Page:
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Legacy versus New Dynasty?

A new way of looking at the Enterprise SSD market

by Zsolt Kerekes, editor - September 29, 2010
You may think that the so called "enterprise SSD" market is already complicated enough - but there are many more product implementation choices and technologies which will make the spectrum of enterprise SSDs clamoring for your attention wider than it is now and harder to focus on and latch onto quickly.

I'm not just talking about the proliferation of memory types. There are 5 different memory types currently being marketed in "enterprise SSDs" and more on the way.
And I'm not talking about the different architectures (open versus proprietary) which already occur in vanilla rackmount SSDs.

And I'm not just talking about whether users are better off with SSDs which can tune themselves (using one of the many different types of algorithms embedded in SSD ASAPs) versus the old fashioned way of getting SSD tuning done manually.

And I'm not just talking about application specific SSDs - which already exist in some market segments - and will be a much bigger part of the future SSD market.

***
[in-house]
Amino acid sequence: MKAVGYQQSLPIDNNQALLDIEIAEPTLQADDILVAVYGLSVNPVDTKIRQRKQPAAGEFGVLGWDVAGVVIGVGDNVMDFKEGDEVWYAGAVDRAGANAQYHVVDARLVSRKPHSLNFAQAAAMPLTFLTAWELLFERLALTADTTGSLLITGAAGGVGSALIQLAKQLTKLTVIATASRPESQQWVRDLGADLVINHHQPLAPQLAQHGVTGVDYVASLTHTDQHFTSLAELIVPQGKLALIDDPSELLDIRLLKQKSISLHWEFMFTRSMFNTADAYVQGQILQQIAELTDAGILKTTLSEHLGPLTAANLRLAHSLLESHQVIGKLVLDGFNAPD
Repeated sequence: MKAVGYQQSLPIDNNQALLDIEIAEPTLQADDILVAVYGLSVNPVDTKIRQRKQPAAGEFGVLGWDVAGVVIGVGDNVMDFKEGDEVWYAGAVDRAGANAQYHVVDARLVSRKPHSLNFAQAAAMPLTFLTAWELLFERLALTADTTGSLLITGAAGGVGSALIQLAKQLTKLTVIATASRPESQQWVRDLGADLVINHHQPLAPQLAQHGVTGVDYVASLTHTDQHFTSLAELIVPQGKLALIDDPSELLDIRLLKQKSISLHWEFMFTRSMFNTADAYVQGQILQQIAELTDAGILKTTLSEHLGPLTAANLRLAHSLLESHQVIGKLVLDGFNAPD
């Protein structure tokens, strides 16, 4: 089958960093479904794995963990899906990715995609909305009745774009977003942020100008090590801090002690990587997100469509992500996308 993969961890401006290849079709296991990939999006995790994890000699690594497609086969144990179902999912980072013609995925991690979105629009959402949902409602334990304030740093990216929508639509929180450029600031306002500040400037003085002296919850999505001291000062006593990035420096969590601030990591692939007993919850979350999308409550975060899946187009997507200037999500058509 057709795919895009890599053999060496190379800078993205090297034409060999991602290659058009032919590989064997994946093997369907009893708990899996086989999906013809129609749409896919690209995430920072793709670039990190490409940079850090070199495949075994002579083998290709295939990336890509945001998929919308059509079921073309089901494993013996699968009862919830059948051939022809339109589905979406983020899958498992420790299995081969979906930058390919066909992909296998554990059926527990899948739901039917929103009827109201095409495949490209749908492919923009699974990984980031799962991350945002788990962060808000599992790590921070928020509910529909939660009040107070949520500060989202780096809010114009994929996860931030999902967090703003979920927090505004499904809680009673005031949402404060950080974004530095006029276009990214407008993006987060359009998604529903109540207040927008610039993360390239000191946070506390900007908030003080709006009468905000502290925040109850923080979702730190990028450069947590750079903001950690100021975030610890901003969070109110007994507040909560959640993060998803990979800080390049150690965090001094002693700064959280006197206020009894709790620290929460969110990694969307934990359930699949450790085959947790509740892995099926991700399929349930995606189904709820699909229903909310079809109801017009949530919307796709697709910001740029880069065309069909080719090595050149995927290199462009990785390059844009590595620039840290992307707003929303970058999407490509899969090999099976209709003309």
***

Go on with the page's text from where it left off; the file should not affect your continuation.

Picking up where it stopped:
What I'm proposing is a simplistic way to view all these products (and those still to come) through a technology-agnostic lens (mental trick) which quickly helps you decide whether you should invest more time reading about new SSD products which fall under the "enterprise SSD" umbrella.

In my view all enterprise SSDs can be thought of as belonging in one of 2 categories
  • Legacy - the SSDs are going into an architecture originally purchased by the user with just HDDs in mind.
  • New Dynasty - the SSDs are going into a user base or factory fitted box always intended to have SSDs from the initial purchase order.
Despite the names "Legacy" and "New Dynasty" - both types of SSDs will both be around for the foreseeable future.

PCIe SSD examples

In the PCIe SSD market you get both types of SSD. Some products are legacy while others are new dynasty. And knowing which is which can help you comprehend some puzzling market nuances.

You may think that products with superficially similar performance envelopes like the RamSan-20 from Texas Memory Systems and the ioDrive from Fusion-io compete head to head.

But that is rarely the case for most commercial end users.

The RamSan-20 (which has an onboard offload SSD controller) is in the Legacy camp. It's a product which a user might retrofit to an existing bunch of servers running existing apps.

The ioDrive is undoubtedly in the New Dynasty camp - because it will usually be a factory fitted option supplied by the server oem. Although you can use ioDrive's in some older servers - these products work better with newer servers (with faster CPUs) because that's the market they were designed for - with the host CPU doing the memory gymnastics traditionally done by an SSD resident hardware controller.

The Legacy / New Dynasty way of looking at things works at the next level up in the application hierarchy too.